Got longevity?

As an ad guy and a lover of all things to do with pop culture, I had to take a moment to salute a retiring stalwart of the ad game. After more than 20 years of service to North America, the “got milk?” campaign has officially put its stylized, lowercase, sans serif tag line out to pasture.

The “got milk?” campaign was launched in October of 1993. It was originally commissioned by the California Milk Processor Board and the first spots only aired in California. It didn’t go nationwide until 1995 when it was licensed to the National Milk Processor Education Panel. They wanted it primarily for their series of celebrity posters and print ads that featured the “milk moustache” photos.

The most influential commodity campaign in history and one of the most parodied advertising tag lines ever written almost didn’t make it off the drawing board. According to the folks at Goodby, Silverstein & Partners, the agency that created the monster, they considered the tag line lazy, not to mention grammatically incorrect. They really shouldn’t have worried. The Blue Collar Comedy tour has proven that Americans LOVE lazy and grammatically incorrect. They almost killed it. If it hadn’t been for the strong scripts and the on-going campaign possibilities, the whole thing would never have been shown to the client.

Since the positioning statement seemed weak, the agency wanted the first TV spot to be strong. What they came up with was the equivalent of bringing a hand grenade to a fist fight. To begin with, they hired up and coming director Michael Bay to helm the project. Bay was well known at the time for his MTV music videos and commercial work he’d done for Coors and Nike. He was still two years away from his “Bad Boys” movie breakthrough. The script was a thing of beauty. Telling any story in thirty or sixty seconds is a challenge. The scripted spot was conceived as an incredible, minute long opus. In Bay’s hands it became a fully realized bit of amazing commercial theater.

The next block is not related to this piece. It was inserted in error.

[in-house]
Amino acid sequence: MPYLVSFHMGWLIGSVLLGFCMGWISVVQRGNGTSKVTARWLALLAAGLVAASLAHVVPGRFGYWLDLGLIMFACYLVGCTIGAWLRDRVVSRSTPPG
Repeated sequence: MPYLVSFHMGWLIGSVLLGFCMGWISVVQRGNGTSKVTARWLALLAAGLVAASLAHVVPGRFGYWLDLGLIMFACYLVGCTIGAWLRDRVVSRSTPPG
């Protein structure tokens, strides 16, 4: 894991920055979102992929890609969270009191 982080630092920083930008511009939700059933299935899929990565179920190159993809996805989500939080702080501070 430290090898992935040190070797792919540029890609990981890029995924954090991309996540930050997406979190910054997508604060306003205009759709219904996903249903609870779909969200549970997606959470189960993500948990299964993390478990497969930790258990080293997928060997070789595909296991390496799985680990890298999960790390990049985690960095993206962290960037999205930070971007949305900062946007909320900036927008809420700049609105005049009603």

The whole campaign positioned milk as a problem solver. The first spot delivered the theme as a hilarious joke. I’d bet anything you’ve seen it. The spot opens with a man, played by Sean Whalen, putting the finishing touches on an open-faced peanut butter sandwich while he is listening to the radio.  Intercuts of second long shots of paintings, books and memorabilia reveal that the man is an obsessed fan of the Alexander Hamilton/Aaron Burr duel. The pistols and even a glass domed case containing “the bullet” can be seen. 

Our duel aficionado folds over the bread and takes a big bite of his sandwich just as the radio host announces it’s time to make a random call. If the person called can answer today’s trivia question they will win $10,000. Of course, our sandwich eater’s phone rings. The question: “who shot Alexander Hamilton in that famous duel?” Without a moment’s hesitation our hero says “errum err” through the peanut butter. He tries again, frustrated. The host can’t understand. Milk, he needs milk! He grabs the carton to refill his glass and…nothing. A mere splash. Not nearly enough to cut through his mouthful of peanut butter. In a panic he again shouts “Am Buh!”…and again, to no avail. The radio host offers condolences and hangs up. Peanut butter muffled sobbing can be heard. Fade to black.